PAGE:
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Twitter suspends hundreds of accounts supporting Marcos in the Philippines | Stories

Twitter claims to have used social media and technology to decide to suspend more than 300 accounts and hashtags.

Twitter has suspended hundreds of accounts promoting Philippine Presidential candidate Ferdinand Marcos Jr., which they say violates spam and fraud laws.

Former politician Marcos, 64, son of The late leader was overthrown in 1986 the “people power” emerged as the leader ahead of the May vote.

Twitter said it used social media and expertise to decide to suspend more than 300 accounts and hashtags, adding that its research was ongoing.

“We will be vigilant to identify and remove any doubts that people may have about the election,” a Twitter spokesman said.

Marcos ‘chief of staff, Vic Rodriguez, praised Twitter for his work but stressed that there was no guarantee that all accounts were for Marcos’ supporters.

“We thank Twitter for monitoring the fraud of the platform, spam and other attempts to disrupt public discussions,” he said in a statement.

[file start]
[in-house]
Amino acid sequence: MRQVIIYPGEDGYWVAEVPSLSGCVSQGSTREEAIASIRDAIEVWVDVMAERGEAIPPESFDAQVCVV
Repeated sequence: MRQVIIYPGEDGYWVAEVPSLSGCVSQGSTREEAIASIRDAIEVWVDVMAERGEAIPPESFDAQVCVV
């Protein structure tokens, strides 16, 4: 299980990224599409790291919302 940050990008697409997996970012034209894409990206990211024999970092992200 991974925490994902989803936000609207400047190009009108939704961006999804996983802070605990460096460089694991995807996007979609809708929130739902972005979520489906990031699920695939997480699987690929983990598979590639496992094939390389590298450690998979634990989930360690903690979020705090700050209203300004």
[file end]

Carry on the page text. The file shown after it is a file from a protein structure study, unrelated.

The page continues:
Marcos’ family is still one of the elderly heavier and more powerful forces in Philippine politics, they have served as senators, legislators and provincial governors for the past three decades.

Great media connection

Even Marcos Jr., better known as “Bongbong”, is powerful opponents in politics, he enjoys many followers at home and abroad from the Philippines, who make extensive use of television.

This use, according to many, has made it possible for the Philippine political issues to be changed through television.

Twitter on Monday said it was developing a test feature that allows users to post fake content including the Philippines, Brazil and Spain.

The Rappler news agency this week reported that Marcos’ followers want to take control of Twitter through accounts that have been set up for short periods of time. Twitter recognized the report and said most of the 300 accounts had been removed in the past as they always do.

Twitter said sharing politics or encouraging people to do this through hashtags is in its law, unless the accounts were accurate, self-made or paid, but “did not see any clear evidence” of this.




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